BY FLORENCE BETT-KINYATTI
The question you’d ask me is, “Bett, surely, if your nanny is going on leave for only two weeks, c’mon, si you can stay home for those two weeks and take care of Muna?”
I could tell you that you’re insane and end the story here. Laugh you off. ‘Cause anyone that suggests you stay home with your toddler doesn’t understand the dynamics of babysitting a toddler. Much less, the dynamics of a mum babysitting her toddler. It’s one of those things they should tell you not to try at home.
I’m smarter now. I’d rather pay someone else to do the babysitting for me. I’d rather pay a temp nanny.
To be quite honest, if I’d known I’d get a young hot chick for a temp, a chick who’d run around my house without a bra on – breasts jingling, a strip of belly peeking from her vest, a foxy chick – maybe I’d have stayed home with Muna myself.
I’m getting ahead of myself though.
Let’s take this from the top. Slowly. I’m awfully sure you don’t have a busy day ahead.
So Nanny Viv and I have this thing where, every August, she hops onto the Easy Coach night bus to Kitale for two weeks of her annual leave. It’s paid leave.
I give her leave because she’s mature and intelligent and reads books (which explains her intelligence and conversation. I never heard anyone throw ‘menses’ so effortlessly into regular convo).
Plus she only takes a day off a week on Sundays to go to church (she’s in the praise & worship team, active member, even has a church uniform). And she’s usually home by 6, 6.30 sharp, no questions asked. The last time she wasn’t happy about how I was running the ship, she sat me down in the living room and said she wanted to talk. I liked that. I wanted to hug her when we were finished talking. Is this why girl-girl relationships do better than boy-girl relationships? I’m beginning to think so.
The only cavil I have with Nanny Viv is that she has a heavy hand. She’s broken the tap at the kitchen sink a couple of times, wall switches, bathroom brushes, the arm of that dude who tried to steal our t-shirts from the rooftop hanging lines. I’ve kept her far away from my John Lewis dish set – the special one that’s only brought out for special guests – because I know she’ll chip my tea mugs.
Nanny Viv has three kids – boy-girl twins, six, and an eight year-old girl. The kids live with her mum in Kitale. I’ve spoken to them a couple times, they’re as terse on phone as their mother is. The twin boy has a name I want to steal. I won’t tell it to you cause you know how sticky folk’s fingers in this town are. One day over a breakfast meeting you tell your pal you want to name a section of your upcoming blog ‘Dusty Rugs’ and before the sun sets that day, they’ve already stolen it and written a lengthy blog post about it. And they’ve not even spelt the ‘Rags’ right!
I also give her leave so she can exhale. I don’t know how she doesn’t suffer from cabin fever. I suffocate if I sit for four straight days at my desk. By the fifth day I’m right about ready to stab someone. Especially that chap who sits opposite my desk, the one who runs an illegal peanuts racket from beneath his desk. Sometimes, when he’s stepped out for a bit, folk leave me their 20 bobs to give to him. I hate it. I only wish he’d use that money to trade in his Kaunda suits. Suits that for some reason remind me of the Big Five, tourism in 1993 and Safari Boots. I didn’t even think they were still sold in this town.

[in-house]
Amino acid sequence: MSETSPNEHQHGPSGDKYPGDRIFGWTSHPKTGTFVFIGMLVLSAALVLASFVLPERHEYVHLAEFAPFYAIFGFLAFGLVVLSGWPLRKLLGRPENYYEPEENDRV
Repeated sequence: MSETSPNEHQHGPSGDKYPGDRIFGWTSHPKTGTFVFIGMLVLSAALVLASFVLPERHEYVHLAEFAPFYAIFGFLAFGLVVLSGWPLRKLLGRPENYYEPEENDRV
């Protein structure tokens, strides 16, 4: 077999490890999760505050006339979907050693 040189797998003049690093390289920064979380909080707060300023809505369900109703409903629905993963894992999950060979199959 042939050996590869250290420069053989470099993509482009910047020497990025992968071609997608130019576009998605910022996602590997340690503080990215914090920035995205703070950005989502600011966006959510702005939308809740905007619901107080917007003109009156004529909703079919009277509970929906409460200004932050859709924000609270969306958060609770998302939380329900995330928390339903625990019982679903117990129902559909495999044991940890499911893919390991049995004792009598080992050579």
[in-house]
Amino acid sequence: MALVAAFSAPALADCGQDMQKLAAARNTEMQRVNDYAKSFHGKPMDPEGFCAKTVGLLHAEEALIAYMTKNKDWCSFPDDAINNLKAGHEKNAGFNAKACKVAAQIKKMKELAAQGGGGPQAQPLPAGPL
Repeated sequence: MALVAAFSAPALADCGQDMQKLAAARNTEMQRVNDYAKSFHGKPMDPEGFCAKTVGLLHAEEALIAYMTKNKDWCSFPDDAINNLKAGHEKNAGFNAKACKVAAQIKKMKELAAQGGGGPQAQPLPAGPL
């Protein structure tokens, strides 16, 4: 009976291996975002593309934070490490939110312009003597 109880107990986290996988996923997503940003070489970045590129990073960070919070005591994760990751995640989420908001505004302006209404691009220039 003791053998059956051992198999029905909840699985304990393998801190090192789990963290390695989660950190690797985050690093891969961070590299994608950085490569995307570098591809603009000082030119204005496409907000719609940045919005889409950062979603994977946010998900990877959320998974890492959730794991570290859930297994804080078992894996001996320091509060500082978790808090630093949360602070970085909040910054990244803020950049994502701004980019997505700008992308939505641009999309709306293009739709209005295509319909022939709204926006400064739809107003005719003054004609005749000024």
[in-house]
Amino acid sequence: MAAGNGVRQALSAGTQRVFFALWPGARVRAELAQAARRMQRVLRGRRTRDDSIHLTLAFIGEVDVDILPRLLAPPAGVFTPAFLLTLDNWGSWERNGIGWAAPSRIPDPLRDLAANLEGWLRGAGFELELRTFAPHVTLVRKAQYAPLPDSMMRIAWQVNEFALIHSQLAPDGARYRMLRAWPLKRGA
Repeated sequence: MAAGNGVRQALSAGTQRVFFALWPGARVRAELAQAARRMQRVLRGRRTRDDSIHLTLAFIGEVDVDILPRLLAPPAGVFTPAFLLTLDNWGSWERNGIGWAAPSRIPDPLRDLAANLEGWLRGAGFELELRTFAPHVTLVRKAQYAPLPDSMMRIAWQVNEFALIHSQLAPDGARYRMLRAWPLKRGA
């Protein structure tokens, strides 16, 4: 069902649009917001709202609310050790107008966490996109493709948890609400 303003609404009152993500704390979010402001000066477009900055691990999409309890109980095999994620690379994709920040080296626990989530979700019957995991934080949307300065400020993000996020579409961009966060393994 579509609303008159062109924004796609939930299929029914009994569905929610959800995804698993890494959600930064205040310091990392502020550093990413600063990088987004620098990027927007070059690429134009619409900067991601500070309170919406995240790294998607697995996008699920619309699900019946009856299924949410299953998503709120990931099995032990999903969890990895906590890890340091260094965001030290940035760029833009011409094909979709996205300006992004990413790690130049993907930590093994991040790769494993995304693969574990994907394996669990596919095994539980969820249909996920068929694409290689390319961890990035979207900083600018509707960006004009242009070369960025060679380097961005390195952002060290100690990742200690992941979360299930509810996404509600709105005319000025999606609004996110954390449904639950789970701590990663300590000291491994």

Last year I did what you suggest – I stayed home with Muna when Nanny Viv was away. Do you know what happened over those two weeks? Take a wild guess? I was about to lose my marbles. God, that child drove me up the wall. She was needy and whiney, bothersome, clingy and misbehaved.
She refused to nap. She refused to sleep in her bed. She refused to get out of her bath tub. She refused to wear clothes. She refused to take them off. She refused to use her potty. She refused to listen when I told her not to do stuff that’d surely crack open her skull, like flying from the cooker.
She refused to eat. God, she refused to eat. By the time Nanny Viv returned, Muna had lost about two kilos and had a sunken stomach and pronounced ribs. She looked malnourished. Mistreated. It’s like we’d forgotten to feed her. Another three days and someone would have called the Department of Children Services on us.
Let me give you another episode. There was one afternoon when I needed to use the toilet but Muna was clinging onto my back like a koala bear on a tree trunk. It was just her and me in the digs.
“Muna, get off, Mummy wants to susu in the toilet.”
“No, Mummy. No!”
“Muna? Muna?” I began to peel her off my back. “Shuka.”
“Mummy!” she slapped my hand away and almost bit it. “Noo!”
I was taken aback. Muna is half-Kale half-Kuyo but when she gets testy like this, I know I’ve lost her to the good folk of Nyeri. There’s very little about her that suggests she’s Kale, not even the way she runs. You should see how she pairs her frilly dresses with sneakers, typical Kuyo behaviour.
“Noo, nooo, nooo!”
I was getting impatient. And I really needed to pee. I said it firmly one last time, “Muna, shuka. Mummy wants to susu in the toilet.”
She shook her head hard and creased her brow, she looked like an Angry Bird.
I sighed. Then I did what any self-serving urban mum who needs to pee would have done: I went to the loo with Muna clinging to my back. And I didn’t just pee, I took a shit. I took a shit with Muna clinging to my back.